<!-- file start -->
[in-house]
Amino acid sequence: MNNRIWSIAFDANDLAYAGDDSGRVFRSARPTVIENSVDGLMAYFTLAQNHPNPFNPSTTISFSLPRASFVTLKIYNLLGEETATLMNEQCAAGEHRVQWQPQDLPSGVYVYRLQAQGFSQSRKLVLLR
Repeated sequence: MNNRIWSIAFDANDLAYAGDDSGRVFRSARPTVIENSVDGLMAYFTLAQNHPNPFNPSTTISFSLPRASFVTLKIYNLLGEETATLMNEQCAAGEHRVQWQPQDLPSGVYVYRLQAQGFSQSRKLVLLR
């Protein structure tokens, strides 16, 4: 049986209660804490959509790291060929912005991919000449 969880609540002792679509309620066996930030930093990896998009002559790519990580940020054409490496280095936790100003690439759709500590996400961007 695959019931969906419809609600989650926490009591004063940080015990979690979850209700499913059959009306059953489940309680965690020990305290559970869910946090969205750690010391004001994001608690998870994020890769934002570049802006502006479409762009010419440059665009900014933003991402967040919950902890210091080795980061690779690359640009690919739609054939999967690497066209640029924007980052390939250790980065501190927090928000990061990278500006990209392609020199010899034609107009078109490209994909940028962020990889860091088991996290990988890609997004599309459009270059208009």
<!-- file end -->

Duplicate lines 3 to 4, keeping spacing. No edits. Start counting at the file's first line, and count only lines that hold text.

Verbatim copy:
Repeated sequence: MNNRIWSIAFDANDLAYAGDDSGRVFRSARPTVIENSVDGLMAYFTLAQNHPNPFNPSTTISFSLPRASFVTLKIYNLLGEETATLMNEQCAAGEHRVQWQPQDLPSGVYVYRLQAQGFSQSRKLVLLR
């Protein structure tokens, strides 16, 4: 049986209660804490959509790291060929912005991919000449 969880609540002792679509309620066996930030930093990896998009002559790519990580940020054409490496280095936790100003690439759709500590996400961007 695959019931969906419809609600989650926490009591004063940080015990979690979850209700499913059959009306059953489940309680965690020990305290559970869910946090969205750690010391004001994001608690998870994020890769934002570049802006502006479409762009010419440059665009900014933003991402967040919950902890210091080795980061690779690359640009690919739609054939999967690497066209640029924007980052390939250790980065501190927090928000990061990278500006990209392609020199010899034609107009078109490209994909940028962020990889860091088991996290990988890609997004599309459009270059208009």